Six Tips to Good Project Management

May 1, 1999
Even the best project managers run into trouble. Here are six tips to keep you from tripping up on what many consider common sense considerations. No one ever said juggling multiple electrical contracting projects and their deadlines was easy. To be an effective project manager, you must not only work hard, but also put in long hours, pay strict attention to detail, and maintain excellent organization.

Even the best project managers run into trouble. Here are six tips to keep you from tripping up on what many consider common sense considerations.

No one ever said juggling multiple electrical contracting projects and their deadlines was easy. To be an effective project manager, you must not only work hard, but also put in long hours, pay strict attention to detail, and maintain excellent organization. Although it sounds difficult, rising to this challenge is easier than you think. Here are some practical tips to help you achieve success.

Tip 1: Prepare detailed system drawings for the field. You may ask: "Why do I need to make any drawings at all? I have working drawings the foreman and electricians can use." Sure you do, but they probably show a lot of diagrammatic information.

Let's look at a fire alarm system as one example. You'll see this system shown in the form of a riser diagram. Each device may have a location designator, such as "Stair 3" or "Main Hallway," but there is no plan view showing the actual device locations. The lines connecting the devices on the riser diagram denote cabling between the specific devices, but there is no conduit sizing or routing.

As a result, someone has to count cables, plan cable grouping, size conduits, and plan conduit routing. Should your foreman do this? The answer is a resounding "no!" Unless you like having a very expensive draftsman/designer, his or her responsibility is to supervise, not make drawings. Instead, you as the project manager or your firm's electrical designer (with your estimator's and foreman's input) should do this. Then, your electricians can work with a plan view drawing showing the best conduit routing and cable grouping. Do this for systems like public address, nurse call, security, clock, intercom, etc. You'll be pleasantly surprised at the resulting labor and material savings.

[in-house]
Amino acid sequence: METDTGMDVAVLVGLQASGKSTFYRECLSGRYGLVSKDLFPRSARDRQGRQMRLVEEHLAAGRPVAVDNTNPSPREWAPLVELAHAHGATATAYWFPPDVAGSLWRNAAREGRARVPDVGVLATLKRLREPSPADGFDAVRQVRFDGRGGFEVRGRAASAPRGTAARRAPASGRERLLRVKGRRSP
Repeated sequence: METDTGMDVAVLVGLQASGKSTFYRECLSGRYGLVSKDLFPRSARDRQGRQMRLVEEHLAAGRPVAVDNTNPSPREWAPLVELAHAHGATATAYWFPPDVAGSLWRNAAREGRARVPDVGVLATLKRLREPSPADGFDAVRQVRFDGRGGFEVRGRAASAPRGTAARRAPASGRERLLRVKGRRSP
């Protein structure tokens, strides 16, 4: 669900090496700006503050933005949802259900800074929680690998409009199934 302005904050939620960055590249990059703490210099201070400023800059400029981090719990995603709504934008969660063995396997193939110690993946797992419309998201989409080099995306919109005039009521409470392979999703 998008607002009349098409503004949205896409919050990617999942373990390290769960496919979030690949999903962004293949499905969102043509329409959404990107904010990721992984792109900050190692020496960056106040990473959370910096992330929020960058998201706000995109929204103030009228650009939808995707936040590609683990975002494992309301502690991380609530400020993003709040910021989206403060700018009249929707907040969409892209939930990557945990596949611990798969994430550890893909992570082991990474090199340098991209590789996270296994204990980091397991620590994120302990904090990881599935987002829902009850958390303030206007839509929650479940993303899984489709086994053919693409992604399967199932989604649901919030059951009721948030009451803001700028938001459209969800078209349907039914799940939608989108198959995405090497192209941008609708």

Tip 2: Compensate for retainage. Most contracts have a retainage clause, whereby the owner (or his or her representative) withholds a certain percentage of the monthly billing (and resulting payment) until completion of any punch list items and final acceptance. This percentage can vary from 5% to 10%.

You can somewhat compensate for retainage by using a process known as front loading. When preparing your cost breakdown for a specific project, identify those items you know you would install at the early stages. Examples of these include embedded conduit in slabs, device boxes in poured or bricked walls, underground duct banks, concrete foundations for electrical equipment, and light pole bases. Then, slightly increase the installed cost of these items (usually on the labor portion). Conversely, reduce the noted installed cost on those items you know you'll install toward the end of the project. These include light fixtures, lamps, wiring devices, and systems (fire alarm, P.A., etc.). Obviously, the total installed cost of all items cannot exceed your contract price. This way, retainage won't negatively affect your work. You'll also improve your cash flow for the project.

Tip 3: Take care of oddball items early. There's nothing more frustrating than having relatively inexpensive items hold up your final payment. We've all been there before, with these items remaining on the punch list for various reasons. For example, the promised delivery date of a 12-gang combination device plate in a special finish with custom engraving continues to be pushed back. The required spare sets of keys to every panelboard on the project are supposedly "on their way" but never seem to arrive. No one ever ordered the required set of spare fuses. Unfortunately, the list can go on and on.

To prevent this from happening, here's what you should do. At the beginning of a project, go through the specifications and your original estimate with your firm's estimator and purchasing agent. Then, highlight those items that are somewhat extraordinary, will have long delivery times, or are special orders. Jump on them immediately. By focusing on them early, your final punch list items should be miscellaneous repairs and/or adjustments, not missing equipment.